More downside than upside for Prairie flaxseed bids

(Laura Rance photo)

CNS Canada — Flaxseed prices remain strong in Western Canada, but that strength is relative and there are more bearish than bullish factors in the background which should weigh on values over the next few months.

Spot flaxseed bids can currently be found in the $13-plus per bushel area, while new-crop is in the $11 to $11.50 area, said Grant Fehr of Legumex Walker at Morden, Man.

The North American food sector is still trying to cover some of its needs, while China is also making aggressive purchases, he said, accounting for the nearby strength.

While Fehr didn’t see that demand going anywhere, he was unsure how long the current values would hold up and noted prices were about $1 above where they should be.

Crude oil has dropped sharply over the past month, and commodities haven’t fallen to the same extent, he said. “Either crude is coming up, or commodities are coming down,” he said, noting he thought commodities going down was the more likely scenario.

With South America soon harvesting its soybean crop, CBOT soybean futures have more room to the downside. “Beans will drag canola, and canola will drag flax. It all goes hand in hand,” said Fehr.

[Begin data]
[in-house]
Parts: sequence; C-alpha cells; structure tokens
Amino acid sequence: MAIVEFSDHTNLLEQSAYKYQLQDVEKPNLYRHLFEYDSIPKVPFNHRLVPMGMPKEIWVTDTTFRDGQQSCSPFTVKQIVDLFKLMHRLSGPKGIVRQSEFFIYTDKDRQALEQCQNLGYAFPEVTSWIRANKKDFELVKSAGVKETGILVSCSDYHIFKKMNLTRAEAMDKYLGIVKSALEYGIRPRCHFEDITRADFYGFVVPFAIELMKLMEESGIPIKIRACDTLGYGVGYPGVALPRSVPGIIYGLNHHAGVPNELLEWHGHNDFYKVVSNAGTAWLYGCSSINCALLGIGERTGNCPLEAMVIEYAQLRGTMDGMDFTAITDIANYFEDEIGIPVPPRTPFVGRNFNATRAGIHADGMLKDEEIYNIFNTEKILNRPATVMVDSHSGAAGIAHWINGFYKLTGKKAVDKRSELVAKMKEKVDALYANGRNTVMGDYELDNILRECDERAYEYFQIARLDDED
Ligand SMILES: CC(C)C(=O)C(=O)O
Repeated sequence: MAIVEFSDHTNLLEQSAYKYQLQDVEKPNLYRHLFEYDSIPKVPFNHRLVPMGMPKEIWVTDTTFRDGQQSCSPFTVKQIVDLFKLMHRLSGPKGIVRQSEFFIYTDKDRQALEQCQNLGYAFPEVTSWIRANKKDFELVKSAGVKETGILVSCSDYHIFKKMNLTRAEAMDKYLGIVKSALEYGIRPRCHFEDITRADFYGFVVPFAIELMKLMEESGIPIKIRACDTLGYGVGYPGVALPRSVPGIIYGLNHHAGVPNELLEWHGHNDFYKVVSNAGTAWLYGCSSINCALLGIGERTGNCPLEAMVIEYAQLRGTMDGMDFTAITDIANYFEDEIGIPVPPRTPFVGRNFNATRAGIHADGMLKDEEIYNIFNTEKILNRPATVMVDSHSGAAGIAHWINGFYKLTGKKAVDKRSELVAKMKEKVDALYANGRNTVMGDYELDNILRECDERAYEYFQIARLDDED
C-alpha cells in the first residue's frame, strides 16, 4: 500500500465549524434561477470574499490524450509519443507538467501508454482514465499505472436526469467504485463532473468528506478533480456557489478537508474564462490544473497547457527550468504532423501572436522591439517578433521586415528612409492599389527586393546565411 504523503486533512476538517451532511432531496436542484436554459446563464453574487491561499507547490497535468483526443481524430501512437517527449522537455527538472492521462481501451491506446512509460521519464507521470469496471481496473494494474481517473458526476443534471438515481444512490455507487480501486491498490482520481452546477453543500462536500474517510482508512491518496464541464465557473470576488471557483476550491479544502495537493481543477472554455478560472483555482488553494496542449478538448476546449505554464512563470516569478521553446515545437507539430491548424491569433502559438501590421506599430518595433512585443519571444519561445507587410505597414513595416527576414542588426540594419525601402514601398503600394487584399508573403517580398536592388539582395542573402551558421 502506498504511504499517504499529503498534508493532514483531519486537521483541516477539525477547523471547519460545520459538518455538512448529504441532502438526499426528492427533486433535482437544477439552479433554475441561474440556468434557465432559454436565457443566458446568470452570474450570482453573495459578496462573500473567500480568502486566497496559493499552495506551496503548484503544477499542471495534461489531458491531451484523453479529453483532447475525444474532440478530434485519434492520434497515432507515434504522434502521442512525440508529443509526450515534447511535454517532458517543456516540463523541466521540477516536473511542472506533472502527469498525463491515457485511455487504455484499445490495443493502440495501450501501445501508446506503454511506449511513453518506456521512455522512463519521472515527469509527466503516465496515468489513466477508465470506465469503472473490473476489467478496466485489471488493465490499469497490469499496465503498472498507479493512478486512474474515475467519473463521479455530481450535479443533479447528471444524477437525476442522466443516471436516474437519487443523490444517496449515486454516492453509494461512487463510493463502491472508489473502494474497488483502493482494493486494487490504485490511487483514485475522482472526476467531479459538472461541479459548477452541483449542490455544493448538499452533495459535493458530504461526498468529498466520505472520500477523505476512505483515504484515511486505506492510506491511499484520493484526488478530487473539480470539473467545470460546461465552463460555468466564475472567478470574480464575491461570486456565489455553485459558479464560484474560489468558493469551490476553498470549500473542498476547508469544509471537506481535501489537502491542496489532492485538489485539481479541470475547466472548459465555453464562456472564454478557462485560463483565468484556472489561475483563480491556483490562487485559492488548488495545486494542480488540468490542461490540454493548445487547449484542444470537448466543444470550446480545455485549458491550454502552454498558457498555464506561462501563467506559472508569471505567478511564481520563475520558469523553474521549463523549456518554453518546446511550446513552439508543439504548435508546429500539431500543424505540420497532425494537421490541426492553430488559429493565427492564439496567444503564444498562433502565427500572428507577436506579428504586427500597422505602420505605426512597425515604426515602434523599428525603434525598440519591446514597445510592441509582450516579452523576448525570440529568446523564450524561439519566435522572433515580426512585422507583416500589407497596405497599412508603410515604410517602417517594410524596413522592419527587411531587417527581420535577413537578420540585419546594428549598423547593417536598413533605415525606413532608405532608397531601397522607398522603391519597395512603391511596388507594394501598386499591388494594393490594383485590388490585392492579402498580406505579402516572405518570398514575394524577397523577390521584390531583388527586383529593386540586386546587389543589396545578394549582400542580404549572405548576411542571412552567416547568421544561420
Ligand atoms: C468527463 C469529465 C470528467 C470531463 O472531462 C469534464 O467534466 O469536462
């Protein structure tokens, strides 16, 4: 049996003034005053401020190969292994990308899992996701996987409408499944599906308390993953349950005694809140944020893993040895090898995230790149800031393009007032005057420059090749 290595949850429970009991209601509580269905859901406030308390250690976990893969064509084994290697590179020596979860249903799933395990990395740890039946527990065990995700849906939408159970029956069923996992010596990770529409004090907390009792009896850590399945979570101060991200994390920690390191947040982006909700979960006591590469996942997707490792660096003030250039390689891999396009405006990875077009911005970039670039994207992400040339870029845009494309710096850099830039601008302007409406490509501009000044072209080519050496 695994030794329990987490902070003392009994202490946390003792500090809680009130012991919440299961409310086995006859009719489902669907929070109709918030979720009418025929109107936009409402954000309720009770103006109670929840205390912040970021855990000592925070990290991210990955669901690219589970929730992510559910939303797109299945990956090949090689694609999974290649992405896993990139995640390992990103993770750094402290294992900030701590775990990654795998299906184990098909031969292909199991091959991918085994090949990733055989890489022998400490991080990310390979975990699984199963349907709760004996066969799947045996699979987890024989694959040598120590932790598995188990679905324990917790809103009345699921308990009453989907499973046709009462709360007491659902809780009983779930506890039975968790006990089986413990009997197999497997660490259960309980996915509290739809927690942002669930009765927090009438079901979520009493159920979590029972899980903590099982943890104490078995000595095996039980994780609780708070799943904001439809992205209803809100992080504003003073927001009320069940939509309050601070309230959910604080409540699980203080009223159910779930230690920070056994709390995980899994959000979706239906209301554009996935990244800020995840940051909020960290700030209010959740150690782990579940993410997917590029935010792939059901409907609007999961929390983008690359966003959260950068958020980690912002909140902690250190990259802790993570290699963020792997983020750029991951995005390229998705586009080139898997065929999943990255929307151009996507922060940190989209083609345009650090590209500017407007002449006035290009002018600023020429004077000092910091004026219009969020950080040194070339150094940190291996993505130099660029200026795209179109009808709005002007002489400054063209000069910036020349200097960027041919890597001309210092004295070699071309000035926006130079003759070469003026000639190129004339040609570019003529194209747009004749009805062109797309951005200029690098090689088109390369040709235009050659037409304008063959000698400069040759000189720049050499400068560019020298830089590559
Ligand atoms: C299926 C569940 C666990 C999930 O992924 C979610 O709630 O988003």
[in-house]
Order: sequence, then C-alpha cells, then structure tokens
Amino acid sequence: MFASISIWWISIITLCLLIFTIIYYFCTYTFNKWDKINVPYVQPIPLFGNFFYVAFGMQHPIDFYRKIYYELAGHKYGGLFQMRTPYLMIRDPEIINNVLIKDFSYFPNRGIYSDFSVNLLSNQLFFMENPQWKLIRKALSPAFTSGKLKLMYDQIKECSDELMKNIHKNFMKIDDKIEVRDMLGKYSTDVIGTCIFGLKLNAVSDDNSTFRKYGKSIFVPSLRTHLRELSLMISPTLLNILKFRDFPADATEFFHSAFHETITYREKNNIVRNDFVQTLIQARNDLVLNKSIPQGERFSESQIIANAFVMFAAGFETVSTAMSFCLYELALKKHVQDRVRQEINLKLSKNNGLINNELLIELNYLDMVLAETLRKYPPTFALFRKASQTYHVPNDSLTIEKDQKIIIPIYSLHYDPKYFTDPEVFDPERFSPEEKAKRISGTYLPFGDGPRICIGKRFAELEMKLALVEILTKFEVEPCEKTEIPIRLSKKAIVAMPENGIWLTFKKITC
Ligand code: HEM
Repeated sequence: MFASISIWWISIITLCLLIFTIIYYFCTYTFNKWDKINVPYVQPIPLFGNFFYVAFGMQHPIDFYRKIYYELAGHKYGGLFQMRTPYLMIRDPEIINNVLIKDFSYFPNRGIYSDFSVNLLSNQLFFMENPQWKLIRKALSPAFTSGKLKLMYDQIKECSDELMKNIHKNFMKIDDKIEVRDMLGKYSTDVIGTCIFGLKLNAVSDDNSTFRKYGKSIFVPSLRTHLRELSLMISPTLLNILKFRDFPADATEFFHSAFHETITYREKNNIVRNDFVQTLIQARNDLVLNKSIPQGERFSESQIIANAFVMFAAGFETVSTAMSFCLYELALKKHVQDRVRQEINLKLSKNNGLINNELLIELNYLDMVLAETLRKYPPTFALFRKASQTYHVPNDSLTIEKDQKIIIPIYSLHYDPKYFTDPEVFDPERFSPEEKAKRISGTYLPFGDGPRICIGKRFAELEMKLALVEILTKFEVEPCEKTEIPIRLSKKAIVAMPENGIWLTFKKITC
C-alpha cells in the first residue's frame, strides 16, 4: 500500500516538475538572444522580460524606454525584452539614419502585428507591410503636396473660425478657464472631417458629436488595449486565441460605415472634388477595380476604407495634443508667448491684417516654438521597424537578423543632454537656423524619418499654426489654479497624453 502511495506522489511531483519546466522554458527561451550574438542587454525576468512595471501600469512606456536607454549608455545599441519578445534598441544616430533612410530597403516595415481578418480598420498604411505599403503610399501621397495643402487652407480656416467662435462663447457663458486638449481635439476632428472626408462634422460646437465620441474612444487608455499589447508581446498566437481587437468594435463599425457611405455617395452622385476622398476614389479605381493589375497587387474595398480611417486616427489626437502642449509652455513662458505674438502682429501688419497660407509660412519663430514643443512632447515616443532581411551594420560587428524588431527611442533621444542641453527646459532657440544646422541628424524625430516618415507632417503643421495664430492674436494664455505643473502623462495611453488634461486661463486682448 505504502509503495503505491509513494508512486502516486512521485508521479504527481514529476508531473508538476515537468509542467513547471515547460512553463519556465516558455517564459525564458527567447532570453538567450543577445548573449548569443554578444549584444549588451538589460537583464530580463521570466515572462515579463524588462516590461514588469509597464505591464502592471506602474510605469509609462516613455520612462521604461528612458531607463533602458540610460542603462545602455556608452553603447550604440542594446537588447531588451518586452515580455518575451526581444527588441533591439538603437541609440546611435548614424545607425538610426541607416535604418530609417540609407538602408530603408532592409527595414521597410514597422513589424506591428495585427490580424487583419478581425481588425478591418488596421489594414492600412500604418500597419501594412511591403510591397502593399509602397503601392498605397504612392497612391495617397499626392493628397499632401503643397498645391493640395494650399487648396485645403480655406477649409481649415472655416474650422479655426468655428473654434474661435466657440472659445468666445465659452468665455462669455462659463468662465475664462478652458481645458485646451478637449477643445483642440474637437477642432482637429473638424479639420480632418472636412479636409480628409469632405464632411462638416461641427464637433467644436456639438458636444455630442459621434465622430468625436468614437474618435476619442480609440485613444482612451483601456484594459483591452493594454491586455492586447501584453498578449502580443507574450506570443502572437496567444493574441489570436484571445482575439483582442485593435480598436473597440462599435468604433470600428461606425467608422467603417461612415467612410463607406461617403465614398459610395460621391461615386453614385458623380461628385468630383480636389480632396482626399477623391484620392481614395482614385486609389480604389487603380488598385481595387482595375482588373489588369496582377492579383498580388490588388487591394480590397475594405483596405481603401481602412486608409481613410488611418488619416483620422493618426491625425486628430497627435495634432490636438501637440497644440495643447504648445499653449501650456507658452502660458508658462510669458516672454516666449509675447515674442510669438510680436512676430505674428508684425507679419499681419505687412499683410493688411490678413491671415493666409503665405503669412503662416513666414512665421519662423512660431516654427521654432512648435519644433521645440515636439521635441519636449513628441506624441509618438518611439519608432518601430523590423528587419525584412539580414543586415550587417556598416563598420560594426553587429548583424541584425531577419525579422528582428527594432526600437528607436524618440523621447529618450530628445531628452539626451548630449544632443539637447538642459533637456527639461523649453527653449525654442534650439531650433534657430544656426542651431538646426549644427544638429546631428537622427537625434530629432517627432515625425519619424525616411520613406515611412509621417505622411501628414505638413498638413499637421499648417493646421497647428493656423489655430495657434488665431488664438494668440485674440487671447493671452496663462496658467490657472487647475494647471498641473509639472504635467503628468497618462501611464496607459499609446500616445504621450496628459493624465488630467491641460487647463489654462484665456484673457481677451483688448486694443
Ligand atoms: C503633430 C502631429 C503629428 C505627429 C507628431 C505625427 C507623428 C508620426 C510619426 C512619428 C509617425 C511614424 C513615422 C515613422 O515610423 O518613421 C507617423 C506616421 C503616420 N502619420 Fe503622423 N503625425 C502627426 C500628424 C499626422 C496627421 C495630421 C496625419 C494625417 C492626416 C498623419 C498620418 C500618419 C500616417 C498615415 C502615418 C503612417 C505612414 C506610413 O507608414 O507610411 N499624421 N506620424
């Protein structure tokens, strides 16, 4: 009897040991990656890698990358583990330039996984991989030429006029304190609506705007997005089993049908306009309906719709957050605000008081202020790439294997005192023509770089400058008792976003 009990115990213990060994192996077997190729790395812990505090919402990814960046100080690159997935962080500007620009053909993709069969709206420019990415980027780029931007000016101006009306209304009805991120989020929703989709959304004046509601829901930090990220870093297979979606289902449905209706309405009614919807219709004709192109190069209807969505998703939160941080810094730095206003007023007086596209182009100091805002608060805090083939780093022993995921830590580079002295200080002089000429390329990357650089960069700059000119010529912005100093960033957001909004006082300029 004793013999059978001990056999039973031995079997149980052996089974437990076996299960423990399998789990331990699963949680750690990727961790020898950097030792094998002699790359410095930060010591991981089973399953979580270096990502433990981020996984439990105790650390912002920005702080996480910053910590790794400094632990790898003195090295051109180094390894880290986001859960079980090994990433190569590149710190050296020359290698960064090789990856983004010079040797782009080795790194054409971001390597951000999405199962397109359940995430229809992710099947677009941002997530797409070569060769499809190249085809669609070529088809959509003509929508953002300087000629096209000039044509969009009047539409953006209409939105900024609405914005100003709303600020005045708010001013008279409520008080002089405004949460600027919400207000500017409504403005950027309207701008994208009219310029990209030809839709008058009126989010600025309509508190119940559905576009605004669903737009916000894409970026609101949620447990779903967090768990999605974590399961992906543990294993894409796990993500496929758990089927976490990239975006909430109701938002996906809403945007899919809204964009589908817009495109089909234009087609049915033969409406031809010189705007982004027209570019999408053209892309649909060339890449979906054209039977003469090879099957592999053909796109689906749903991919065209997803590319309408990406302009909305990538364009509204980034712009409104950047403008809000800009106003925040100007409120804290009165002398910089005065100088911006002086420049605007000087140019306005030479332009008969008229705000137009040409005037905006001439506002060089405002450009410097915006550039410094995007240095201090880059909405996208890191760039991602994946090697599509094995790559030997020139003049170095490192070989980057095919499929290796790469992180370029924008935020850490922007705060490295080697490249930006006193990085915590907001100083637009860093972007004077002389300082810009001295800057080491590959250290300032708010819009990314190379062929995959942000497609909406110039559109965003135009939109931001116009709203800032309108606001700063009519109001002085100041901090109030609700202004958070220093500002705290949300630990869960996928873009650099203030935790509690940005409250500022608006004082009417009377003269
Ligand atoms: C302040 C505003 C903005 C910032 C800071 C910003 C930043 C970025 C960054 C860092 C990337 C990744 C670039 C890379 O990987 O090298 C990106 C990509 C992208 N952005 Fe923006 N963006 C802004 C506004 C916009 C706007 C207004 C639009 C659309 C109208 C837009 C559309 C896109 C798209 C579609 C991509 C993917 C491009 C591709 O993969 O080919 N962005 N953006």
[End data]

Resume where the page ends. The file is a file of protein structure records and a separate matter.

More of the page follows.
In addition, Kazakhstan had a large flaxseed crop that was unharvested before the winter set in. While the yields are still unknown, there are about 400,000 hectares of flaxseed in the country that will start coming off in May, destined for the oil market, said Fehr.

Canadian farmers grew 847,100 tonnes of flaxseed in 2014, up from 723,900 the previous year and the largest crop since 2009.

Seeded area, at 1.555 million acres, was also the first time planted acreage topped 1.5 million in five years, as the crop has finally moved back to levels seen before the Triffid scare hampered export movement in 2009.

While spot bids may be headed lower, flaxseed is still one of the lower cost-of-production crops to grow, with net returns working out to $90 per acre, said Fehr. Only a few other crops pencil out better than that, he noted.

— Phil Franz-Warkentin writes for Commodity News Service Canada, a Winnipeg company specializing in grain and commodity market reporting.

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